Experimental Investigation of Reduced Beam Section Moment Connections for Jumbo Steel Wide Flange Sections
Paquette, Jonathan Luc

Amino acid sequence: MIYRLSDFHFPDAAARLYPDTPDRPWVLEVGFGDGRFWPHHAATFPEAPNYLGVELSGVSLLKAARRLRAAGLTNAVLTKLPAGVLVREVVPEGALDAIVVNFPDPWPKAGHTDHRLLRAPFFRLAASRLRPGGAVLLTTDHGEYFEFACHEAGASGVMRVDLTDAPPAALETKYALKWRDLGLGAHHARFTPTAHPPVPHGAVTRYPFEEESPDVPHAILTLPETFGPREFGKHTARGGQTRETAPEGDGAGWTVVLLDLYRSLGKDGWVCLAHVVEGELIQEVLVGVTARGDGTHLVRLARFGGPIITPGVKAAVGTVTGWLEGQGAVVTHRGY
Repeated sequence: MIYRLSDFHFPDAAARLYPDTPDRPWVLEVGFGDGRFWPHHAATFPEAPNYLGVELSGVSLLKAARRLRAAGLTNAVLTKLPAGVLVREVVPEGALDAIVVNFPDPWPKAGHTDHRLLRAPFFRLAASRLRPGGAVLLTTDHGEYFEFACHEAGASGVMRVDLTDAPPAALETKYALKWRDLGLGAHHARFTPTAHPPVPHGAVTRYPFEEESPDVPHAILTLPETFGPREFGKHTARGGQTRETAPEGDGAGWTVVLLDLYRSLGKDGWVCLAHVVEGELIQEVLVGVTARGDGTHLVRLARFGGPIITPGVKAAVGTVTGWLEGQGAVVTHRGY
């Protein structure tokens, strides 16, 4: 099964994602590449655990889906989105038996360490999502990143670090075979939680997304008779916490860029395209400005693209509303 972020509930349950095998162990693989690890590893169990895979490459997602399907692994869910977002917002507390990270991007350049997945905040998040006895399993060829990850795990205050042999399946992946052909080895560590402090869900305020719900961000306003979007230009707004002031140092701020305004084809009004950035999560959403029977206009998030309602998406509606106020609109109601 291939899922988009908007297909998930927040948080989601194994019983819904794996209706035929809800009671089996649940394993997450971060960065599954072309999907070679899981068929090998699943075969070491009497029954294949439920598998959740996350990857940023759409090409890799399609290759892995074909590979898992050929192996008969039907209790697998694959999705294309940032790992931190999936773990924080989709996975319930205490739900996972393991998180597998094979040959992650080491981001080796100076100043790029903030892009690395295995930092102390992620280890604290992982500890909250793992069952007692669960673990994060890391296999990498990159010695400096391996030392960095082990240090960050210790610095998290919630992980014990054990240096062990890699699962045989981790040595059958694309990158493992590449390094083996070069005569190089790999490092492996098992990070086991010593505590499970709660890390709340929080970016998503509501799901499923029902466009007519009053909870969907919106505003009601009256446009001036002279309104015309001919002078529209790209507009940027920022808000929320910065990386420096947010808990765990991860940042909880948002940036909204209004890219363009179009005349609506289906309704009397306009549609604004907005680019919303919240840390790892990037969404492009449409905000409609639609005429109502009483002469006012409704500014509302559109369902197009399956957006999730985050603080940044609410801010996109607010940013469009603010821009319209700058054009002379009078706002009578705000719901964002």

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Currently, reduced beam section (RBS) moment connections prequalified for use in special moment resisting frames (SMRF) are limited by AISC 358-16 Prequalified Connections for Special and Intermediate Steel Moment Frames for Seismic Applications to a beam weight of 302 lb/ft, a nominal beam depth of W36, a beam flange thickness of 1.75 inches, and a nominal column depth of W36. Full-scale cyclic testing was conducted on four jumbo-sized beam-to-column RBS moment connections (SP1 through SP4) with a beam weight as large as 925 lb/ft, nominal beam depth as large as W44, beam flange thickness as large as 4.5 in., and column nominal depth as large as W40. The purpose of the experiments was to 1) evaluate if increasing the RBS prequalification limits is appropriate, 2) investigate the cyclic behavior of moment connections with jumbo beam and column sections, and 3) examine column panel zone inelasticity with jumbo columns. The specimens were subjected to the qualification displacement protocol given in AISC 341-16 Seismic Provisions for Structural Steel Buildings and sufficient instrumentation was included to support the research objectives listed above. Specimens SP2 (W44x230 beam and a W14x342 column) and SP4 (W44x408 beam and a W40x503 column) were designed to explore the use of beam sections deeper than nominal W36, demonstrated ductility consistent with the SMRF requirements, and neither experienced fracture. Both specimens underwent local buckling at approximately 3% story drift which was associated with strength degradation and inelastic rotation at the RBS. Specimen SP4, which combined a large W44 beam without lateral bracing at the RBS with a deep W40x503 column, experienced column twisting and beam lateral-torsional buckling. Specimens SP1 (W36x652 beam and a W14x873 column) and SP3 (W36x925 beam and a W14x873 column) were designed to explore the use of heavier beams and both fractured at the root of the beam bottom flange weld in a brittle manner. Fracture surfaces were studied, and the material was tested to determine the causes of the fracture. It was concluded that the following factors contributed to the fractures: 1) lack of local buckling of the jumbo beams eliminated the strength degradation that typically reduces the demand at the welds, 2) there were significant inelastic strain demands in the beam connection at the column face, 3) inelastic panel zone behavior caused a greater strain demand on the weld, and 4) a nonlinear strain distribution across the beam depth at the weld indicated plane sections did not remain plane. Material testing also found that the material properties varied significantly across the cross-section of the W14x873 column with higher yield stress and hardness at the surface, that the weld material had adequate strength, and there were small circular indications found on the fracture surface. Based on the results of Specimens SP2 and SP4, it is reasonable to change the prequalification limits for RBS to a beam weight of 408 lb/ft, a nominal beam depth of W44, a beam flange thickness of 2.17 in., and a column nominal depth of W40. It is recommended that lateral bracing be required at the RBS even in the presence of a composite slab for beams and columns beyond the current beam and column limitations in AISC 358-16. Additional testing is required to further evaluate ways to create ductile RBS connections in beams as large as Specimens SP1 and SP3. The panel zone shear strength equations in Chapter J of AISC 360-16 were found to grossly over-predict the experimentally measured shear strength of the jumbo column panel zones, and it is recommended that there be limits on the size of column for which these equations can apply.
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